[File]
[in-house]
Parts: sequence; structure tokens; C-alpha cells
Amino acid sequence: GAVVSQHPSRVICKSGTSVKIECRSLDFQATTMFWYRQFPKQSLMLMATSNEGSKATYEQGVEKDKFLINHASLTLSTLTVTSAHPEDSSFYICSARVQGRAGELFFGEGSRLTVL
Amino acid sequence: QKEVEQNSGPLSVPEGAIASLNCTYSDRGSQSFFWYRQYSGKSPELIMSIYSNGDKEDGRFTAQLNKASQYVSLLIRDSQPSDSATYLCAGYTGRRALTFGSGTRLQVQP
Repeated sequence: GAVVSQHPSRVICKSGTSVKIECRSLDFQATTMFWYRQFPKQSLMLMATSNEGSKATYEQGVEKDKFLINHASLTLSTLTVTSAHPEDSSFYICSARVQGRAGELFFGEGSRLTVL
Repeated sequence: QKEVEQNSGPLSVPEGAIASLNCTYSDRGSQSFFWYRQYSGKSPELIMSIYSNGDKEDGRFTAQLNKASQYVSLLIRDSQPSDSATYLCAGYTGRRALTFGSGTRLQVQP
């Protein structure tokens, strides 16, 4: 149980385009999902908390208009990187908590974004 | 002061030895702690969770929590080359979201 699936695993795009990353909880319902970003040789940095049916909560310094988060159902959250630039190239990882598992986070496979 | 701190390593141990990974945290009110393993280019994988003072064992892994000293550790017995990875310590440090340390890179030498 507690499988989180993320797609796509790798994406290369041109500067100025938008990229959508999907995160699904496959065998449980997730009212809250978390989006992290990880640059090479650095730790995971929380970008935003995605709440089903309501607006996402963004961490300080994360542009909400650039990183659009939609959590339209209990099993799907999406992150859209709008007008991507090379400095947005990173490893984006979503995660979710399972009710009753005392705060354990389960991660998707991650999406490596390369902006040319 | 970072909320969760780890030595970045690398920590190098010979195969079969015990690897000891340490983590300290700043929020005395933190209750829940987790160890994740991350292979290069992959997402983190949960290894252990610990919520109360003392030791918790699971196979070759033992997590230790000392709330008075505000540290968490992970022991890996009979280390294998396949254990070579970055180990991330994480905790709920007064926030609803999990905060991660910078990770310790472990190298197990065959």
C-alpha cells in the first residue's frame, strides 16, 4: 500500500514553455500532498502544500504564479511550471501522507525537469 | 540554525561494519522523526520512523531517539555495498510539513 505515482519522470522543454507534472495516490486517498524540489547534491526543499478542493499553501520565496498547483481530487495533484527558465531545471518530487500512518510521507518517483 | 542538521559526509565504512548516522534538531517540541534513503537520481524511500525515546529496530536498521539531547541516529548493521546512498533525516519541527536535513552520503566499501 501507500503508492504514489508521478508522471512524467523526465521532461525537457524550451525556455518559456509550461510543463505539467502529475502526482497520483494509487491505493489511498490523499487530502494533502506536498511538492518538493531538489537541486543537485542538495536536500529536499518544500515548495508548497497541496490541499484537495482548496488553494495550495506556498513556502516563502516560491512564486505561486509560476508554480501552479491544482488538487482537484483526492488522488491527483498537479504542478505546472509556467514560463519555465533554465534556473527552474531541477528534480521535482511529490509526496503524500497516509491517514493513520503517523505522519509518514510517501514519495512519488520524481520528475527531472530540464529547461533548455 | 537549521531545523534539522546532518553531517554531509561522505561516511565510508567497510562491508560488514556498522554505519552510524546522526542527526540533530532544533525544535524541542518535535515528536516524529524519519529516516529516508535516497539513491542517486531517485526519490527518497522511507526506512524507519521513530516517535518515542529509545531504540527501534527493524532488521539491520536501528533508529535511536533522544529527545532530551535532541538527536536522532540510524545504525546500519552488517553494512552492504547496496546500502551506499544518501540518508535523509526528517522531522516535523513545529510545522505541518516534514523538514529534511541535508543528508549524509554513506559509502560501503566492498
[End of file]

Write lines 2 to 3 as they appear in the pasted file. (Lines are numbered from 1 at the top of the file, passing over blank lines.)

Parts: sequence; structure tokens; C-alpha cells
Amino acid sequence: GAVVSQHPSRVICKSGTSVKIECRSLDFQATTMFWYRQFPKQSLMLMATSNEGSKATYEQGVEKDKFLINHASLTLSTLTVTSAHPEDSSFYICSARVQGRAGELFFGEGSRLTVL